Keeping basketballs, bedding, boots, and other bits of trash out of recycling materials earned recognition for a group of employees of the Three-Town Solid Waste Cooperative in South Thomaston.

The cooperative, which handles waste management and recycling for Thomaston, South Thomaston and Owls Head, along with its partner firm, ecomaine, recognized transfer station Program Manager Reggie Vokes and employees John Jacques, Dave MacNeill, and Rick Fales on January 17.

Bruce Colson, chairman of the cooperative board, explained that loads of material are sent each week to waste and recycling processing facilities in South Portland and Scarborough owned by ecomaine, which commenced a contract with the transfer station in April.

The employees of the Three-Town Cooperative, also known as the OHSTT Solid Waste Corporation, were commended for ensuring the station on Buttermilk Lane in South Thomaston transported “clean” loads of recycling to ecomaine between May and November.

Lissa Bitterman, business development manager of ecomaine, explained a clean load includes five percent or less of items beyond the corrugated cardboard, mixed paper, glass, metal and plastic containers recycled by ecomaine.

“Anything outside of those are what we would consider contamination,” Bitterman said. She noted that “random bits,” such as clothing, balls, shoes, food, and even Christmas tree lights, are among the trash mixed in with recycling that frequently puts loads above the 5-percent threshold tolerated by the global market of companies and countries that purchase recycled material.

The OHSTT employees scour the recycling so thoroughly that the station routinely produces loads with contamination of zero to 1 percent. “It’s exceptional,” Bitterman said. “Some of the cleanest material we receive down at ecomaine.”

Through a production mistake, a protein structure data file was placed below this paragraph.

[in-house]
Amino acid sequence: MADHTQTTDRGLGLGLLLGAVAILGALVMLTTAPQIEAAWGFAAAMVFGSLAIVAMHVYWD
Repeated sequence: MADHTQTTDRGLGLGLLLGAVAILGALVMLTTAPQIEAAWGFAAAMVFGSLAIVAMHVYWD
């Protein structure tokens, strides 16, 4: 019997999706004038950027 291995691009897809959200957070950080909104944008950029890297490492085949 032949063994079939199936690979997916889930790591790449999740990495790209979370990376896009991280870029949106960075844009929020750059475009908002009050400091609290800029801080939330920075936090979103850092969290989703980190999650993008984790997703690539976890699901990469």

Bitterman presented Vokes, Jacques and MacNeill — Fales was absent — with certificates and gift bags containing items made from recycled content. “It’s very commendable what you’ve been able to accomplish,” she said.

Colson noted the employees have helped avert the extra expense of disposing of material that tops the 5 percent contamination level. “These guys have done a tremendous job keeping the costs down for the taxpayers of the three towns,” he said. “You wouldn’t believe the thousands of dollars they’ve probably saved them already.”

Bitterman said that ecomaine operates a “waste to energy” plant that burns trash to create fuel, but the company strives to follow the “waste hierarchy” mandated by Maine statute and recommended by the Environmental Protection Agency that puts “reduce, reuse and recycle” above repurposing trash into fuel. Receiving more clean loads of recycling, rather than trash, assists in that effort, she said.

“When we’re getting loads from these communities and they’re coming in virtually pristine, it allows all those materials to be recovered and to be out in the market over and over again and be made into new items,” Bitterman said. “That’s really the ideal way to treat these materials.”

Between April 1 and January 16, the Thomaston transfer station sent slightly more than 106 tons of recycling material to ecomaine, Bitterman said.

Additionally, each year the station generates about 3,400 tons of municipal solid waste, better known as household trash.

Colson also recognized Thomaston Recycling, Inc., and its owner Scott Johnson, for “outstanding service” to the transfer station. Johnson was represented at the ceremony by his wife, Thomaston Select Board member Beverly St. Clair.

“This is a great crew,” St. Clair said of the recycling staff. “We all work in sync and that’s a key element to keeping that trash flowing and keeping business going.”

Owls Head Selectman Gordon Page commended the members of the recycling team for their work ethic and “strong interest in doing a good job, as opposed to doing a job.”

South Thomaston Select Board member Cheryl Waterman also attended the ceremony along with OHSTT board member and South Thomaston Selectman Walter Reitz.

“When you serve the public you’re never going to have a hundred percent customer satisfaction,” Reitz said. “But the level of positive feedback that we’re getting because of how helpful, effective and polite you guys are… you have a high level of increased customer satisfaction far and beyond anything that’s happened in this facility for as long as I’ve been in town.”

MacNeill said the residents of the three towns make his work at the transfer station “a lot easier.”

“There’s a majority of people that do a great job of recycling, and they take pride, and we make it a point to thank them,” MacNeill said. “And we take pride in having a low percentage of contamination, too.”

For more information about the station’s recyclable items, visit or